Crypto: PSA TLS

The PSA TLS sample shows how to perform a TLS handshake and send encrypted messages in both a secure and a non-secure domain with Trusted Firmware-M.


  • Datagram Transport Layer Security (DTLS) and Pre-shared key (PSK) are currently not supported.


The sample can act as either a network server or a network client. By default, the sample is configured to act as a server.

Configuration options

You can configure the following options to make the sample act as either a server or a client:


Set to y to make the sample act as a server. When acting as a server, the sample waits for a connection from the client on port 4243. After the TCP connection is established, the sample automatically initiates the TLS handshake by waiting for the ClientHello message from the client.


Set to y to make the sample act as a client. When acting as a client, the sample tries to connect to the server on port 4243. After the TCP connection is established, the sample automatically initiates the TLS handshake by sending the ClientHello message.

After a successful TLS handshake, the client and server echo any message received over the secured connection.


The sample supports certificates signed with either ECDSA or RSA. By default, the sample is configured to use ECDSA certificates. You can configure the CONFIG_PSA_TLS_CERTIFICATE_TYPE_RSA option to y to make the sample use RSA certificates.

Certificates when running in a non-secure domain

When the sample is compiled for a non-secure domain, it stores its TLS certificates and keys in the TF-M Protected Storage. During the sample initialization, the certificates and keys are fetched from TF-M Protected Storage and kept in non-secure RAM for use during every subsequent TLS handshake.


Currently, non-secure applications only support ECDSA certificates. This is automatically enforced in the configuration files for non-secure builds.

Supported cipher suites

The sample supports most TLS v1.2 cipher suites, except for the following combinations:

  • RSA is not supported in non-secure applications.

  • AES256 is not supported in non-secure applications running on the nRF9160.

TAP adapter

The sample uses the Ethernet over RTT driver library in nRF Connect SDK to transfer Ethernet frames to the connected PC. The PC must parse the incoming RTT data and dispatch these packets to a running TAP network device. This functionality is called TAP adapter.

In Linux

The TAP adapter functionality for Linux is included in the Ethernet over RTT for Linux executable, named eth_rtt_link, located in the samples/crypto/psa_tls folder. You must pass the development kit’s Segger-ID and the TAP IPv4 as parameters when calling the executable. See the examples in the Testing section below.

When using an nRF5340 development kit, if eth_rtt_link is not able to start the RTT connection, pass the _SEGGER_RTT RAM block address as a parameter using --rttcbaddr, as shown in the following example:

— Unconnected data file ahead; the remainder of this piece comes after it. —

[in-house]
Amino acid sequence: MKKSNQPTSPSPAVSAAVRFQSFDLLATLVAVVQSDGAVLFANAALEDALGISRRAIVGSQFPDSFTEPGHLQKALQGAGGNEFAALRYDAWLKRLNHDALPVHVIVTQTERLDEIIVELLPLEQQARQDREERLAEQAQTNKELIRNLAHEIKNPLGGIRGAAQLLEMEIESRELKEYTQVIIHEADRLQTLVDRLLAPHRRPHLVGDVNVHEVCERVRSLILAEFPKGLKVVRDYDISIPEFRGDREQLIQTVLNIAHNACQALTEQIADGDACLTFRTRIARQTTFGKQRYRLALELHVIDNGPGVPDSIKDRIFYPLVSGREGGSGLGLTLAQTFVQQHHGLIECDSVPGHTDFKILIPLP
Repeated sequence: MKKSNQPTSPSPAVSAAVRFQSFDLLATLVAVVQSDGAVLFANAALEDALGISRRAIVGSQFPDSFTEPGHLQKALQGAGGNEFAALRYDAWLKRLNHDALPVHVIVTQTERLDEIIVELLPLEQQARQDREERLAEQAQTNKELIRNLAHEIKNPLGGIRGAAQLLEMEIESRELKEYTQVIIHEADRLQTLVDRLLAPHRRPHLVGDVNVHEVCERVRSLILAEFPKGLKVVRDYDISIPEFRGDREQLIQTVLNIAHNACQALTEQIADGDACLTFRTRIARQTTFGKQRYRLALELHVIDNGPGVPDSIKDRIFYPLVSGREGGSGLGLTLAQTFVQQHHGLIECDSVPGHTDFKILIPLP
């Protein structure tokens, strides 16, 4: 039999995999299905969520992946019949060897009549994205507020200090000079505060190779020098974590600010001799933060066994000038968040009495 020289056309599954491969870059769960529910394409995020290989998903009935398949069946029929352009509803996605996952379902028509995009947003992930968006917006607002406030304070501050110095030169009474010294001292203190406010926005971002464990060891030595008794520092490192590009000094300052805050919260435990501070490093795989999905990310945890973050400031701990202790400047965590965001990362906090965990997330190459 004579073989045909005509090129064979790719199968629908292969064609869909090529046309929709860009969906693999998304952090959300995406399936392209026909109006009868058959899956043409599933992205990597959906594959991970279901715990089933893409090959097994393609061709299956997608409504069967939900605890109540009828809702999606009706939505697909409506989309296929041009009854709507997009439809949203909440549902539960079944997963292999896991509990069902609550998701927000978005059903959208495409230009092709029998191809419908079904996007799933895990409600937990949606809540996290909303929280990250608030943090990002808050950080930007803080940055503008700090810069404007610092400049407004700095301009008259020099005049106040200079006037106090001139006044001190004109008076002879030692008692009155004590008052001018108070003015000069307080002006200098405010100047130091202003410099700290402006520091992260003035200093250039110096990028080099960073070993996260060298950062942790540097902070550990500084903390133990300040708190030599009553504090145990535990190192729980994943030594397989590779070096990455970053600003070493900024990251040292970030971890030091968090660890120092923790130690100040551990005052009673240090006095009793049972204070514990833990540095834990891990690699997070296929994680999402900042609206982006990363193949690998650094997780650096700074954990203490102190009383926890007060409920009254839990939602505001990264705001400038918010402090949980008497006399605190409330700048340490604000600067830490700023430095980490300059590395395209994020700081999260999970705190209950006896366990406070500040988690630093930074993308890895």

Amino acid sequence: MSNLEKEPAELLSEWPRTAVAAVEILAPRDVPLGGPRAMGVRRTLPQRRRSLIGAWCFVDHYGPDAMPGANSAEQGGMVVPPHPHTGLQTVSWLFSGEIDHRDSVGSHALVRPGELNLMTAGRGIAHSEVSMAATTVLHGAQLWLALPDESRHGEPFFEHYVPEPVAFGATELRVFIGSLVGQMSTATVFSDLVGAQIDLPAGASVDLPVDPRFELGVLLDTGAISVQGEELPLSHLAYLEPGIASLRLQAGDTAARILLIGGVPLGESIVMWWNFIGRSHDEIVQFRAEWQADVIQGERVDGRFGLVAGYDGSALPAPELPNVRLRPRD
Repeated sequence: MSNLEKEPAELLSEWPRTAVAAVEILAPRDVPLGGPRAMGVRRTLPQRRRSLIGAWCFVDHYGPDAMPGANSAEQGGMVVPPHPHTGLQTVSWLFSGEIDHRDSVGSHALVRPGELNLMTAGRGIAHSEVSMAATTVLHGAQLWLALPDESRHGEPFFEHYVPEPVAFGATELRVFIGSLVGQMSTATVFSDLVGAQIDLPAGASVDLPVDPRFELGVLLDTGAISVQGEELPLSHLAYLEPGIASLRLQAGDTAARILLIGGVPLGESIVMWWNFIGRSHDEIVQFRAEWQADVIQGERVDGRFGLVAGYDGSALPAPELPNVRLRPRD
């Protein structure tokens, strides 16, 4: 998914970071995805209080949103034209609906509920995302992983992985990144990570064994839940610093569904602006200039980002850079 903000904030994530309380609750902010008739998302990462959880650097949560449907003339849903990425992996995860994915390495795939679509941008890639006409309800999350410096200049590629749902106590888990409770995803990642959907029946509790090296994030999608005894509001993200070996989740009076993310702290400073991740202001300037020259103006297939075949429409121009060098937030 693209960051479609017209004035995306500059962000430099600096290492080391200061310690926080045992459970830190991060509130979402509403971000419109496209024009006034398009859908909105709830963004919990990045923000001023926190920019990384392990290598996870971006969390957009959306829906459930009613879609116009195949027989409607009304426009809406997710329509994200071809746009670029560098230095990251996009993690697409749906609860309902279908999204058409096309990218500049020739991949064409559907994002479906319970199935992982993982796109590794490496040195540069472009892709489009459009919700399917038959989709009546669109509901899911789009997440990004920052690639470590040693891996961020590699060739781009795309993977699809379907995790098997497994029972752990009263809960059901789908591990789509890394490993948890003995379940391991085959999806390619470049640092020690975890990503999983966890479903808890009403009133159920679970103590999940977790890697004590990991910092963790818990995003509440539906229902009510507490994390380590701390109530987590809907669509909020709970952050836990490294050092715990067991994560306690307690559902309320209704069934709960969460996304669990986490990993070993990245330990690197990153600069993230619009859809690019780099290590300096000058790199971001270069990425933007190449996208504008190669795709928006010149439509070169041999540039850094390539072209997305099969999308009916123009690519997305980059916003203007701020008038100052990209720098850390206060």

sudo ./eth_rtt_link --snr 960010000 --ipv4 --rttcbaddr 0x20002000

You can find the _SEGGER_RTT RAM address in the .map file.

In Windows

There is currently no direct support for TAP adapters in Windows. However, you can still follow the steps given in the Testing section using a Linux distribution running inside a virtual machine.


You can use the openssl command-line interface to perform the peer network operations when testing this sample.

It can act as either client or server with simple commands in a terminal. For more information, see the Testing section below.


The sample supports the following development kits:

Hardware platforms


Board name

Build target

nRF5340 DK




nRF9160 DK




The sample requires a TAP adapter to perform the TLS handshake. This functionality is currently only supported in Linux.

Building and running

This sample can be found under samples/crypto/psa_tls in the nRF Connect SDK folder structure.

See Configuring your application and Building and programming an application for information about how to configure and how to build and program the application.


After programming the sample to your development kit, test it by performing the following steps:

  1. Start a terminal emulator like PuTTY and connect to the used COM port with the following UART settings:

    • Baud rate: 115.200

    • 8 data bits

    • 1 stop bit

    • No parity

    • HW flow control: None

  2. Observe the logs from the application using the terminal emulator.

  3. Start the eth_rtt_link executable as superuser with your development kit’s segger-id and the following ipv4 address as parameters:

    sudo ./eth_rtt_link --snr 960010000 --ipv4
  4. Use openssl to perform the client connection and handshake operation.

    openssl s_client -connect -cipher ECDHE-ECDSA-AES128-SHA256 -CAfile certs/ecdsa/root_cert.pem


    If the sample has been built with an RSA certificate, use this openssl command:

    openssl s_client -connect -cipher AES128-SHA256 -CAfile certs/rsa/root_cert.pem

    For visualizing a list of the available cipher suites for openssl, use the following command:

    openssl ciphers
  5. Type Nordic Semiconductor into the openssl connection session to send Nordic Semiconductor as an encrypted message to the server.

  6. Check that the TLS sample returns Nordic Semiconductor in the openssl session.

  7. Check in the terminal emulator that 21 bytes were successfully received and returned.


This sample uses the following Zephyr libraries:

  • Logging:

    • include/logging/log.h

  • BSD Sockets:

    • net/socket.h

  • net/net_core.h

  • net/tls_credentials.h

This sample also uses the following TF-M libraries:

  • tfm_ns_interface.h

  • psa/storage_common.h

  • psa/protected_storage.h